Adventure has been the watchword for the teenaged phenom, who was born Grace Chung on May 15, 1992. (She became Grace Kelly after her mother divorced and remarried and her stepfather, Bob Kelly, legally adopted Grace and her sister Christina.) The strong classical music background of her mother's family led her to begin piano lessons at age six, and she still does much of her composing at the piano as she sings wordlessly. Singing, dancing, writing songs, and theater were also early passions, soon joined by a fascination with the recordings of Stan Getz and other jazz saxophonists that her parents played during Sunday brunches. She began to study the clarinet at her elementary school in the fourth grade, and began private saxophone lessons a few months later. Further inspiration was provided by Ann Hampton Callaway, who detected "the boundless spirit and imagination of a natural artist" when she met Kelly in 2002. Another early champion, middle school music teacher Ken Berman, was so inspired by the pre-teen's playing and writing that he insisted, "you have to record." What followed was her first disc, Dreaming. "The CD release took place on March 17, 2004, when I was 12," she recalls, "and as soon as I walked on stage, I realized that performing was my favorite thing to do."

A growing list of triumphs and testimonials to Kelly's brilliance followed. Times Too (2005), a two-disc set, found her expanding her musical pallet while interpreting such classics as "Isfahan" and "'Round Midnight" with the gravitas of a veteran. The title track of her next disc, Every Road I Walked (2006), garnered the first of her ASCAP Foundation awards and an invitation to perform with the Boston Pops. When conductor Keith Lockhart asked her to play the composition at the concert with just a rhythm section, Kelly countered by suggesting that she write an arrangement for the full orchestra.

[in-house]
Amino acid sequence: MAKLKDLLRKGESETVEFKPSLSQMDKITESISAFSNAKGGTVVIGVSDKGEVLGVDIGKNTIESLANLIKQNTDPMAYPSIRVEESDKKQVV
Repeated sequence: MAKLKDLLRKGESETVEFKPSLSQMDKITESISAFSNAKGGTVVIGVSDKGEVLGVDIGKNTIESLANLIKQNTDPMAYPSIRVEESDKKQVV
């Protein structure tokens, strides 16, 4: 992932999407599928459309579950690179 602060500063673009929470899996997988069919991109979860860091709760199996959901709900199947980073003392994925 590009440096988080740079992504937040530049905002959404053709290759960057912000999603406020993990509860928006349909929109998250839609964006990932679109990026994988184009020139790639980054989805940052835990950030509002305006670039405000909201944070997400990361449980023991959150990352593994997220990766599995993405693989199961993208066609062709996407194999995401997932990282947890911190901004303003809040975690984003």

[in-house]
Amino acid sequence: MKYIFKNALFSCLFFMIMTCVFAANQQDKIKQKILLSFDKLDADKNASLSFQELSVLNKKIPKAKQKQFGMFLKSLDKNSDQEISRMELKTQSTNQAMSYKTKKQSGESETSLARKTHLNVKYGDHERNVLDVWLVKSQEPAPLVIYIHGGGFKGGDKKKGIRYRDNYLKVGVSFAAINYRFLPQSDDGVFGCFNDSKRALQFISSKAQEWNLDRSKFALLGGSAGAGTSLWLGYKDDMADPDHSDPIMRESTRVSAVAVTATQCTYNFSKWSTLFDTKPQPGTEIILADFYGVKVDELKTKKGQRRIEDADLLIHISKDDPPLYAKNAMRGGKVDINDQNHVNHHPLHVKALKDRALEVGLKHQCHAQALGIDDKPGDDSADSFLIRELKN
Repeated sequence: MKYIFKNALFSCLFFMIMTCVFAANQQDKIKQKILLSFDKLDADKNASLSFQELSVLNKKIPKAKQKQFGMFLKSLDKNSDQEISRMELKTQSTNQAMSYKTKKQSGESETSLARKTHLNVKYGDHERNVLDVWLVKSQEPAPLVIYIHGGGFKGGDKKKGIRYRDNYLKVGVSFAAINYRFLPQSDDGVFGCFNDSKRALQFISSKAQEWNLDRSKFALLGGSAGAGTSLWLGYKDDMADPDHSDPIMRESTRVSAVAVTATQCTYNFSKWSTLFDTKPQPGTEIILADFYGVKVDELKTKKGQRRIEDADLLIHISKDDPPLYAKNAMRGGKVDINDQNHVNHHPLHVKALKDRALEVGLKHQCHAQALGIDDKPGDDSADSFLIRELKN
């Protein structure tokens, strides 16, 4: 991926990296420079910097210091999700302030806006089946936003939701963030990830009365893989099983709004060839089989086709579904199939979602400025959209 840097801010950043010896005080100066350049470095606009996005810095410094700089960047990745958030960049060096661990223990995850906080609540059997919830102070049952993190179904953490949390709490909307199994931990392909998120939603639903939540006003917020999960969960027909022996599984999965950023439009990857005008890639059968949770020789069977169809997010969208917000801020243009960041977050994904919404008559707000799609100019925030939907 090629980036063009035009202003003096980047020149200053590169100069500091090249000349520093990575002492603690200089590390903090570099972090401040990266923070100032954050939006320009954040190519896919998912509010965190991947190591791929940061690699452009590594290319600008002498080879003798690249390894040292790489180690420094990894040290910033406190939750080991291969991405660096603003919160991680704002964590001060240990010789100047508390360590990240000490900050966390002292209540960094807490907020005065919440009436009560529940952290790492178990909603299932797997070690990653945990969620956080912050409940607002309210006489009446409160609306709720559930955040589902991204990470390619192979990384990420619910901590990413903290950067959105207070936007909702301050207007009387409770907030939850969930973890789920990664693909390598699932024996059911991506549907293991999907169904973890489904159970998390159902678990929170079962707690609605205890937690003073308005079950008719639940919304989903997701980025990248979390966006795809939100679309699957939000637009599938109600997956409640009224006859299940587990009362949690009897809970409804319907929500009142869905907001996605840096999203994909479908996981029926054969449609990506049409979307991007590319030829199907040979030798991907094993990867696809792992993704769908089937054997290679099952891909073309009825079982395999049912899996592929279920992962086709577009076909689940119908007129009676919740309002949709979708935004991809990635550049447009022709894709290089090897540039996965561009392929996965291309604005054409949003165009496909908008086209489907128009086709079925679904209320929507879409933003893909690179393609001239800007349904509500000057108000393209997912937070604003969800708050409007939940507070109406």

Kelly continued to garner accolades from artists she revered, sitting in with the likes of Dave Brubeck, Frank Morgan, and Phil Woods. ("I gave her my hat, that's how good she sounded," Woods enthused. "She's the first alto player to get one.") Perhaps her most intensive connection has been with Lee Konitz, who Kelly has studied with for the past three years. "The biggest lesson that Lee taught me has been spontaneity, from day one," she emphasizes, while Konitz has referred to Kelly as "all ears and all heart." Kelly asked Konitz to guest on two tracks for her fourth album, an invitation that led to the joint composition "GRACEfulLEE" and an entire disc of the same name. GRACEfulLEE, with the all-star support of guitarist Russell Malone, bassist Rufus Reid, and drummer Matt Wilson, garnered a rare four-and-a-half-star review in Down Beat, and has been widely acclaimed as one of the best jazz recordings of 2008.

Kelly received a full scholarship to Berklee and started college at the age of 16. She has already performed over 500 concerts as a leader all around the world.

Admission: 
Free